View on WUSA9 website.
Alex’s Army is incredibly pleased and humbled to have presented a check to Dr. Jeffrey Dome, MD, PhD, in the amount of $100,000.00 to Children’s National on Thursday, Dec. 29th, 2016.
Dr. Dome is the chief of the Division of Oncology and the Division of Hematology and is also the chair of the Renal Tumor Committee for the Children’s Oncology Group (COG). He oversees clinical trials for Wilms tumors and other childhood kidney cancers in more than 200 children’s hospitals. He holds the Thomas Willson & Lenore Williams McKnew Professorship in Pediatric Oncology and has authored more than 30 articles and textbook chapters on pediatric kidney tumors.
Funding from this grant will support the REST study which is an immunotherapy trial for patients with high-risk solid tumors including Ewing sarcoma, Wilms tumor, Neuroblastoma, Rhabdomyosarcoma, Soft tissue sarcomas, Osteosarcoma, and Adenocarcinoma. The idea behind the study is to harvest T-cells from patients, grow them in a lab, and “train” the cells to target the WT1 protein (and two other proteins called survivin and PRAME). Once the cells are “trained” to target these proteins, they are given back to the patient in hopes of better fighting off the cancerous cells. An impact report will be provided for updates on the study progress.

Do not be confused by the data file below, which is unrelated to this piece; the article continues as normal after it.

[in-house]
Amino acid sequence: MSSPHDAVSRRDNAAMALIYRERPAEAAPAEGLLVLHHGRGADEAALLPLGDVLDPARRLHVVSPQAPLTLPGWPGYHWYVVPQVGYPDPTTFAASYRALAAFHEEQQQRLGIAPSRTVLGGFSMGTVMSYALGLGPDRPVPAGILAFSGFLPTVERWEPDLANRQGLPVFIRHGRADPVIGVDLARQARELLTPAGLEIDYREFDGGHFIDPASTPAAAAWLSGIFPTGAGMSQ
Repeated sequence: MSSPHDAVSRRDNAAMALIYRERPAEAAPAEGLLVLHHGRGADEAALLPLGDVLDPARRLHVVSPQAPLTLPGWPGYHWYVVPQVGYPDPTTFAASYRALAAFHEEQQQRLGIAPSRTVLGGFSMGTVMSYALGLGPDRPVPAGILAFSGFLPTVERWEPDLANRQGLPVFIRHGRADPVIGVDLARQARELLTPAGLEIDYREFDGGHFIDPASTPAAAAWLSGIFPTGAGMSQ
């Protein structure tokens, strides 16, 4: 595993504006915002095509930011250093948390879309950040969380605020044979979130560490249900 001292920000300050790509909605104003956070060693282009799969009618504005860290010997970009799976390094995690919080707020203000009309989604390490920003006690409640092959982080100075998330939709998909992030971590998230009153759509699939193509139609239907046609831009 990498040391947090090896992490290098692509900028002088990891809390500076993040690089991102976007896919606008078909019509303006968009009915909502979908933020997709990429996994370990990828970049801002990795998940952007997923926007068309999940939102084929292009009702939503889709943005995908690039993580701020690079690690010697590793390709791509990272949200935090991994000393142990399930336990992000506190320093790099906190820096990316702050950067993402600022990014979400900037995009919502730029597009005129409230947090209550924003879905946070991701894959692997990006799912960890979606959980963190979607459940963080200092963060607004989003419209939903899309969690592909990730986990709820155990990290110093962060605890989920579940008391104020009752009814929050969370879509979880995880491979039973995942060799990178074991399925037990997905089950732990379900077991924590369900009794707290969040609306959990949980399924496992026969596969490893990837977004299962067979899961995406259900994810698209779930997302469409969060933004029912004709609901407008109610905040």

Witnessing firsthand the harsh effects of chemotherapies on our children, we have great interest in helping to fund less toxic treatments that will reduce long term side effects for pediatric patients. This type of immunotherapy trial was a perfect fit to the type of research Alex’s Army was hoping to support with our 2016 research funding. Our Board voted unanimously on funding this trial and on Thursday members of Alex’s Army traveled to DC on Thursday to meet with Dr. Dome and his team.
This donation was made in memory and honor of our sweet Alex – and too many other children who have had to leave us too soon. This check was ONLY possible because of the ARMY of supporters who this past year have prayed, sponsored, donated, and come alongside our organization to make a difference for children and families impacted by various childhood cancers. We thank everyone who helped make this possible truly from the bottom of our hearts. While this trial came too late for our sweet Alex, who as many of you know passed away in June of this year, we are hopeful and will be prayerful that this treatment will bring researchers a few steps closer to finding cures and that the patients who have the opportunity to enroll in this study will find healing.
It takes an ARMY to fight childhood cancers and TOGETHER we are Alex’s Army!